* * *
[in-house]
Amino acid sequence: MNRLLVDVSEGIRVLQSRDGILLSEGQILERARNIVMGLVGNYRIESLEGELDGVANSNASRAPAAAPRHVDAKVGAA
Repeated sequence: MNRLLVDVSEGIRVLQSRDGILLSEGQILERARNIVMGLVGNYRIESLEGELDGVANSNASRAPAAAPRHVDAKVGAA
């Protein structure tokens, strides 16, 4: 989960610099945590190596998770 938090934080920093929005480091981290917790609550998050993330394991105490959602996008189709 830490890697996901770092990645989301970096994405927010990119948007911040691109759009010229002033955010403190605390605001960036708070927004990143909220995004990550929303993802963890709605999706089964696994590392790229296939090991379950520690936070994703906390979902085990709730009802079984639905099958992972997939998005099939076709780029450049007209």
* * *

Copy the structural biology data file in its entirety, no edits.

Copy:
[in-house]
Amino acid sequence: MNRLLVDVSEGIRVLQSRDGILLSEGQILERARNIVMGLVGNYRIESLEGELDGVANSNASRAPAAAPRHVDAKVGAA
Repeated sequence: MNRLLVDVSEGIRVLQSRDGILLSEGQILERARNIVMGLVGNYRIESLEGELDGVANSNASRAPAAAPRHVDAKVGAA
């Protein structure tokens, strides 16, 4: 989960610099945590190596998770 938090934080920093929005480091981290917790609550998050993330394991105490959602996008189709 830490890697996901770092990645989301970096994405927010990119948007911040691109759009010229002033955010403190605390605001960036708070927004990143909220995004990550929303993802963890709605999706089964696994590392790229296939090991379950520690936070994703906390979902085990709730009802079984639905099958992972997939998005099939076709780029450049007209």